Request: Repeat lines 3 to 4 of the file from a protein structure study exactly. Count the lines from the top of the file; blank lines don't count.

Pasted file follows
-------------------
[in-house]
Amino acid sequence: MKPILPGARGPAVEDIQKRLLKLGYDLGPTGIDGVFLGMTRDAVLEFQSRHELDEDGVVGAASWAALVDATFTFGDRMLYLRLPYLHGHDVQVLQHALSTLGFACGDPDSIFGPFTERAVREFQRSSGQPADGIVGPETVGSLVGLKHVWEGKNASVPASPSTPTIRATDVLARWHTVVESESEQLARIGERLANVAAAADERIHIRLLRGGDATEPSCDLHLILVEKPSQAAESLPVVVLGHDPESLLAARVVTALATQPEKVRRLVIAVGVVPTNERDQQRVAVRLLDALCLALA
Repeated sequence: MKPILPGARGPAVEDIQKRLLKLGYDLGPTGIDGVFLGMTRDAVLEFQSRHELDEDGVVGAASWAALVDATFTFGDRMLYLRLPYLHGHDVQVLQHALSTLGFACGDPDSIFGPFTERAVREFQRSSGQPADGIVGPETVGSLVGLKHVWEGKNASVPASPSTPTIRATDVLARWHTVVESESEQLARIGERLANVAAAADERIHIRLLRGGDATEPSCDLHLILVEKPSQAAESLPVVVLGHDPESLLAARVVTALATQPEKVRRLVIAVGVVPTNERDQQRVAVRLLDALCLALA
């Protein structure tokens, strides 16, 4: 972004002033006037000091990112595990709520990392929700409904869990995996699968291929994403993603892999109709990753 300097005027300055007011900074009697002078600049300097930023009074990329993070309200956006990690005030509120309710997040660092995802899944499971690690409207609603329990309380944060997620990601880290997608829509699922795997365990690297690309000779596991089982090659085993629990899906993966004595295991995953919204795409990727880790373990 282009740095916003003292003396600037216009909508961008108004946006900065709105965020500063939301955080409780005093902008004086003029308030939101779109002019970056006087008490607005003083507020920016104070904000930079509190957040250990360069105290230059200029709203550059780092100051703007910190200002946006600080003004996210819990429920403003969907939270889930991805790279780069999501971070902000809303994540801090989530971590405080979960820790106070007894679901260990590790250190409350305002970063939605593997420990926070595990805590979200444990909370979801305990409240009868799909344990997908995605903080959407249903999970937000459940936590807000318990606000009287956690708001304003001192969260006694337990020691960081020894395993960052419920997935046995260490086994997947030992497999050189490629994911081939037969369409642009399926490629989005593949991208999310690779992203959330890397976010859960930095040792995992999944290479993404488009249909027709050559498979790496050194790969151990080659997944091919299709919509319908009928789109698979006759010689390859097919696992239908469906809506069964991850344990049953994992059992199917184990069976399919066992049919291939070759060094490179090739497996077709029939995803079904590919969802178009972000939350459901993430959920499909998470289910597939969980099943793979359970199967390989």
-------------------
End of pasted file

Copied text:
Repeated sequence: MKPILPGARGPAVEDIQKRLLKLGYDLGPTGIDGVFLGMTRDAVLEFQSRHELDEDGVVGAASWAALVDATFTFGDRMLYLRLPYLHGHDVQVLQHALSTLGFACGDPDSIFGPFTERAVREFQRSSGQPADGIVGPETVGSLVGLKHVWEGKNASVPASPSTPTIRATDVLARWHTVVESESEQLARIGERLANVAAAADERIHIRLLRGGDATEPSCDLHLILVEKPSQAAESLPVVVLGHDPESLLAARVVTALATQPEKVRRLVIAVGVVPTNERDQQRVAVRLLDALCLALA
């Protein structure tokens, strides 16, 4: 972004002033006037000091990112595990709520990392929700409904869990995996699968291929994403993603892999109709990753 300097005027300055007011900074009697002078600049300097930023009074990329993070309200956006990690005030509120309710997040660092995802899944499971690690409207609603329990309380944060997620990601880290997608829509699922795997365990690297690309000779596991089982090659085993629990899906993966004595295991995953919204795409990727880790373990 282009740095916003003292003396600037216009909508961008108004946006900065709105965020500063939301955080409780005093902008004086003029308030939101779109002019970056006087008490607005003083507020920016104070904000930079509190957040250990360069105290230059200029709203550059780092100051703007910190200002946006600080003004996210819990429920403003969907939270889930991805790279780069999501971070902000809303994540801090989530971590405080979960820790106070007894679901260990590790250190409350305002970063939605593997420990926070595990805590979200444990909370979801305990409240009868799909344990997908995605903080959407249903999970937000459940936590807000318990606000009287956690708001304003001192969260006694337990020691960081020894395993960052419920997935046995260490086994997947030992497999050189490629994911081939037969369409642009399926490629989005593949991208999310690779992203959330890397976010859960930095040792995992999944290479993404488009249909027709050559498979790496050194790969151990080659997944091919299709919509319908009928789109698979006759010689390859097919696992239908469906809506069964991850344990049953994992059992199917184990069976399919066992049919291939070759060094490179090739497996077709029939995803079904590919969802178009972000939350459901993430959920499909998470289910597939969980099943793979359970199967390989």